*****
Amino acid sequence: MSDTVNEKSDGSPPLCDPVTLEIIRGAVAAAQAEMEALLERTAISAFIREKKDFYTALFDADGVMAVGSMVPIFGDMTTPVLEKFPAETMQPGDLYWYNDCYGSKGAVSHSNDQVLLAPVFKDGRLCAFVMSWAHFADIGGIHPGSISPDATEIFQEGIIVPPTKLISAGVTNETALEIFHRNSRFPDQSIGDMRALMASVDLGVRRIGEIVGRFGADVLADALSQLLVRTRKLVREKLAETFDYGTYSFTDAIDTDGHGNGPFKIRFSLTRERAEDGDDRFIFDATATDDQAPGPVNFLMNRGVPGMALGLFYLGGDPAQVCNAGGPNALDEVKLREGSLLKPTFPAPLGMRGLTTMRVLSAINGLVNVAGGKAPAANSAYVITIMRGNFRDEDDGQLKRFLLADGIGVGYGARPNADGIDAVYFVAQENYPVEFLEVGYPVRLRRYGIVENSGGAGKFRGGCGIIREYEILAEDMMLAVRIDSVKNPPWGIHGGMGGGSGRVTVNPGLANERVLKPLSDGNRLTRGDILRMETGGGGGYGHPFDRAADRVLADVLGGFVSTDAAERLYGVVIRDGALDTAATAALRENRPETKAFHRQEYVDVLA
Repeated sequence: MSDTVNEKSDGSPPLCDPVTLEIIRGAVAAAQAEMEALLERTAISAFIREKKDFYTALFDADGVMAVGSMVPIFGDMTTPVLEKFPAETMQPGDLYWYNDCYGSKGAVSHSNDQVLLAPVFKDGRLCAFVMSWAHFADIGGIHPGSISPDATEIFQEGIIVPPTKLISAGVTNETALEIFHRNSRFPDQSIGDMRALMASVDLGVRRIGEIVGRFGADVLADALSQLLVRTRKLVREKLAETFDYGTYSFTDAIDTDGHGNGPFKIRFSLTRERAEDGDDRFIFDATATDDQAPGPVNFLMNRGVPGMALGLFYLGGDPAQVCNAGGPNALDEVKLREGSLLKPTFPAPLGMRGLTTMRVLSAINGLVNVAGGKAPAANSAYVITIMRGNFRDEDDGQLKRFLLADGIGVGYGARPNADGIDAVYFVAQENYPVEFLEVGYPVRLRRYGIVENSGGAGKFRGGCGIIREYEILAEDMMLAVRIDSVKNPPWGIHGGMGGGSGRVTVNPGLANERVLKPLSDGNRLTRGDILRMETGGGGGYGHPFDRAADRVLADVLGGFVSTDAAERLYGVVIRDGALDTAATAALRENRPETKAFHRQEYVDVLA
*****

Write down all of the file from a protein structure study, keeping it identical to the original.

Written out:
Amino acid sequence: MSDTVNEKSDGSPPLCDPVTLEIIRGAVAAAQAEMEALLERTAISAFIREKKDFYTALFDADGVMAVGSMVPIFGDMTTPVLEKFPAETMQPGDLYWYNDCYGSKGAVSHSNDQVLLAPVFKDGRLCAFVMSWAHFADIGGIHPGSISPDATEIFQEGIIVPPTKLISAGVTNETALEIFHRNSRFPDQSIGDMRALMASVDLGVRRIGEIVGRFGADVLADALSQLLVRTRKLVREKLAETFDYGTYSFTDAIDTDGHGNGPFKIRFSLTRERAEDGDDRFIFDATATDDQAPGPVNFLMNRGVPGMALGLFYLGGDPAQVCNAGGPNALDEVKLREGSLLKPTFPAPLGMRGLTTMRVLSAINGLVNVAGGKAPAANSAYVITIMRGNFRDEDDGQLKRFLLADGIGVGYGARPNADGIDAVYFVAQENYPVEFLEVGYPVRLRRYGIVENSGGAGKFRGGCGIIREYEILAEDMMLAVRIDSVKNPPWGIHGGMGGGSGRVTVNPGLANERVLKPLSDGNRLTRGDILRMETGGGGGYGHPFDRAADRVLADVLGGFVSTDAAERLYGVVIRDGALDTAATAALRENRPETKAFHRQEYVDVLA
Repeated sequence: MSDTVNEKSDGSPPLCDPVTLEIIRGAVAAAQAEMEALLERTAISAFIREKKDFYTALFDADGVMAVGSMVPIFGDMTTPVLEKFPAETMQPGDLYWYNDCYGSKGAVSHSNDQVLLAPVFKDGRLCAFVMSWAHFADIGGIHPGSISPDATEIFQEGIIVPPTKLISAGVTNETALEIFHRNSRFPDQSIGDMRALMASVDLGVRRIGEIVGRFGADVLADALSQLLVRTRKLVREKLAETFDYGTYSFTDAIDTDGHGNGPFKIRFSLTRERAEDGDDRFIFDATATDDQAPGPVNFLMNRGVPGMALGLFYLGGDPAQVCNAGGPNALDEVKLREGSLLKPTFPAPLGMRGLTTMRVLSAINGLVNVAGGKAPAANSAYVITIMRGNFRDEDDGQLKRFLLADGIGVGYGARPNADGIDAVYFVAQENYPVEFLEVGYPVRLRRYGIVENSGGAGKFRGGCGIIREYEILAEDMMLAVRIDSVKNPPWGIHGGMGGGSGRVTVNPGLANERVLKPLSDGNRLTRGDILRMETGGGGGYGHPFDRAADRVLADVLGGFVSTDAAERLYGVVIRDGALDTAATAALRENRPETKAFHRQEYVDVLA